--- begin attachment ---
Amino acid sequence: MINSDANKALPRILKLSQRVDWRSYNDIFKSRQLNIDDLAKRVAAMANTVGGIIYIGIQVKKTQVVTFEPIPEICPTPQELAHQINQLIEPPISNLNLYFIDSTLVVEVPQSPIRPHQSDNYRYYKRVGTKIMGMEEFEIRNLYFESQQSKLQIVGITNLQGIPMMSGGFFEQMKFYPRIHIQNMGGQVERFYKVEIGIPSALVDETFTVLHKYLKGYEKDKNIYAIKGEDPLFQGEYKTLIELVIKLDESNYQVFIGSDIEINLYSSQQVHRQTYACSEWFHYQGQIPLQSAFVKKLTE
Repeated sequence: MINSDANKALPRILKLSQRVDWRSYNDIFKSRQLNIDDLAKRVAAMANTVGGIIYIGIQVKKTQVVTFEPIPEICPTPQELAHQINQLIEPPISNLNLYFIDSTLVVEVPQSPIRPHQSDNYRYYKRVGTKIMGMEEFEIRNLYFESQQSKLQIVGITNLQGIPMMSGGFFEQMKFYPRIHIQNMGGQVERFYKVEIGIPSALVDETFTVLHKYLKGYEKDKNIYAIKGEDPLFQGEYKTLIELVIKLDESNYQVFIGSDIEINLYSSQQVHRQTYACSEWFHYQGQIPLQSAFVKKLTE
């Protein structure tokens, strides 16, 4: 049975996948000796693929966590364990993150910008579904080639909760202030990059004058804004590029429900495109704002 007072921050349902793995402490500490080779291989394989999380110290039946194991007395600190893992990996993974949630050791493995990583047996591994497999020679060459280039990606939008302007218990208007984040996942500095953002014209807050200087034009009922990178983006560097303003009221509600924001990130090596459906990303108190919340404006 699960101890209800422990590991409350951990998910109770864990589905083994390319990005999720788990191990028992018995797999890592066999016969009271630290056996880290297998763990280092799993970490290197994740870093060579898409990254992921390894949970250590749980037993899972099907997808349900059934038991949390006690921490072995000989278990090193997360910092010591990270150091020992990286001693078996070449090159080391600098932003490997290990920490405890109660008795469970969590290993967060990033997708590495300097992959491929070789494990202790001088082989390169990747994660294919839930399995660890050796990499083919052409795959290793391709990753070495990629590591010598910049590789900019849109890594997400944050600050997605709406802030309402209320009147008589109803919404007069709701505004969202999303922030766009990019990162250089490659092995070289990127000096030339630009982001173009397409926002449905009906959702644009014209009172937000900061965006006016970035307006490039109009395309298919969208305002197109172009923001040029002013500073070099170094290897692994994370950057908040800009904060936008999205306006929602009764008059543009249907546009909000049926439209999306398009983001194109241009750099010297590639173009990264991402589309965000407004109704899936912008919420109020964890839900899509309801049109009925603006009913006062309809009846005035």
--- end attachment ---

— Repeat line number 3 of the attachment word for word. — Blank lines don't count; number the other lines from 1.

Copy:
């Protein structure tokens, strides 16, 4: 049975996948000796693929966590364990993150910008579904080639909760202030990059004058804004590029429900495109704002 007072921050349902793995402490500490080779291989394989999380110290039946194991007395600190893992990996993974949630050791493995990583047996591994497999020679060459280039990606939008302007218990208007984040996942500095953002014209807050200087034009009922990178983006560097303003009221509600924001990130090596459906990303108190919340404006 699960101890209800422990590991409350951990998910109770864990589905083994390319990005999720788990191990028992018995797999890592066999016969009271630290056996880290297998763990280092799993970490290197994740870093060579898409990254992921390894949970250590749980037993899972099907997808349900059934038991949390006690921490072995000989278990090193997360910092010591990270150091020992990286001693078996070449090159080391600098932003490997290990920490405890109660008795469970969590290993967060990033997708590495300097992959491929070789494990202790001088082989390169990747994660294919839930399995660890050796990499083919052409795959290793391709990753070495990629590591010598910049590789900019849109890594997400944050600050997605709406802030309402209320009147008589109803919404007069709701505004969202999303922030766009990019990162250089490659092995070289990127000096030339630009982001173009397409926002449905009906959702644009014209009172937000900061965006006016970035307006490039109009395309298919969208305002197109172009923001040029002013500073070099170094290897692994994370950057908040800009904060936008999205306006929602009764008059543009249907546009909000049926439209999306398009983001194109241009750099010297590639173009990264991402589309965000407004109704899936912008919420109020964890839900899509309801049109009925603006009913006062309809009846005035």